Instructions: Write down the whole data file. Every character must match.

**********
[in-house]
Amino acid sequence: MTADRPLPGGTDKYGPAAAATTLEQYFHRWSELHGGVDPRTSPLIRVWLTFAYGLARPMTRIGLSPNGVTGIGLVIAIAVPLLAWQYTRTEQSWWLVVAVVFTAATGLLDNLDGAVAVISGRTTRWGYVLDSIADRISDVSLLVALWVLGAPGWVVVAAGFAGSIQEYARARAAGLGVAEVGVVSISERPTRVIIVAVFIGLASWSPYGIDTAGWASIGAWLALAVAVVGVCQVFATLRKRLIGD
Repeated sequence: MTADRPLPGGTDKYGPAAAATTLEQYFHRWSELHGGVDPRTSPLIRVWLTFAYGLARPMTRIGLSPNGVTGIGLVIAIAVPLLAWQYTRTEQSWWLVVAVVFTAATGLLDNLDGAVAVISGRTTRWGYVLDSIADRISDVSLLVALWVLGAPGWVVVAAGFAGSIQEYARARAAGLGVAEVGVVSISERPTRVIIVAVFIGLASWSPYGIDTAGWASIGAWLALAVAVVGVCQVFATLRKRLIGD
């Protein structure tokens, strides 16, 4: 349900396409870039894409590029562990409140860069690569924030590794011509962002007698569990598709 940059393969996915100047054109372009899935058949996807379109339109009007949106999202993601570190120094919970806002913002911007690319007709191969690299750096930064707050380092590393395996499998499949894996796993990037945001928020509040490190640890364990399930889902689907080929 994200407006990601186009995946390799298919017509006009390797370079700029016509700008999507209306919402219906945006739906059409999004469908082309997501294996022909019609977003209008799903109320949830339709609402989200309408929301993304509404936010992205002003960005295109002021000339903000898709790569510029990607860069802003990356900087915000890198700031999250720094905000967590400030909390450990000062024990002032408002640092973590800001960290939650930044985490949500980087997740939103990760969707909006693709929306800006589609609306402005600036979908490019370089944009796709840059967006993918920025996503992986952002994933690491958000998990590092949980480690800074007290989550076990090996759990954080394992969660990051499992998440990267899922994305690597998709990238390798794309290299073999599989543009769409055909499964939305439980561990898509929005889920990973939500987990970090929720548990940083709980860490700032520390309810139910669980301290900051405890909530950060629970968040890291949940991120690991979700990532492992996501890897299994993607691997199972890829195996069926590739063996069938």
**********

[in-house]
Amino acid sequence: MTADRPLPGGTDKYGPAAAATTLEQYFHRWSELHGGVDPRTSPLIRVWLTFAYGLARPMTRIGLSPNGVTGIGLVIAIAVPLLAWQYTRTEQSWWLVVAVVFTAATGLLDNLDGAVAVISGRTTRWGYVLDSIADRISDVSLLVALWVLGAPGWVVVAAGFAGSIQEYARARAAGLGVAEVGVVSISERPTRVIIVAVFIGLASWSPYGIDTAGWASIGAWLALAVAVVGVCQVFATLRKRLIGD
Repeated sequence: MTADRPLPGGTDKYGPAAAATTLEQYFHRWSELHGGVDPRTSPLIRVWLTFAYGLARPMTRIGLSPNGVTGIGLVIAIAVPLLAWQYTRTEQSWWLVVAVVFTAATGLLDNLDGAVAVISGRTTRWGYVLDSIADRISDVSLLVALWVLGAPGWVVVAAGFAGSIQEYARARAAGLGVAEVGVVSISERPTRVIIVAVFIGLASWSPYGIDTAGWASIGAWLALAVAVVGVCQVFATLRKRLIGD
């Protein structure tokens, strides 16, 4: 349900396409870039894409590029562990409140860069690569924030590794011509962002007698569990598709 940059393969996915100047054109372009899935058949996807379109339109009007949106999202993601570190120094919970806002913002911007690319007709191969690299750096930064707050380092590393395996499998499949894996796993990037945001928020509040490190640890364990399930889902689907080929 994200407006990601186009995946390799298919017509006009390797370079700029016509700008999507209306919402219906945006739906059409999004469908082309997501294996022909019609977003209008799903109320949830339709609402989200309408929301993304509404936010992205002003960005295109002021000339903000898709790569510029990607860069802003990356900087915000890198700031999250720094905000967590400030909390450990000062024990002032408002640092973590800001960290939650930044985490949500980087997740939103990760969707909006693709929306800006589609609306402005600036979908490019370089944009796709840059967006993918920025996503992986952002994933690491958000998990590092949980480690800074007290989550076990090996759990954080394992969660990051499992998440990267899922994305690597998709990238390798794309290299073999599989543009769409055909499964939305439980561990898509929005889920990973939500987990970090929720548990940083709980860490700032520390309810139910669980301290900051405890909530950060629970968040890291949940991120690991979700990532492992996501890897299994993607691997199972890829195996069926590739063996069938």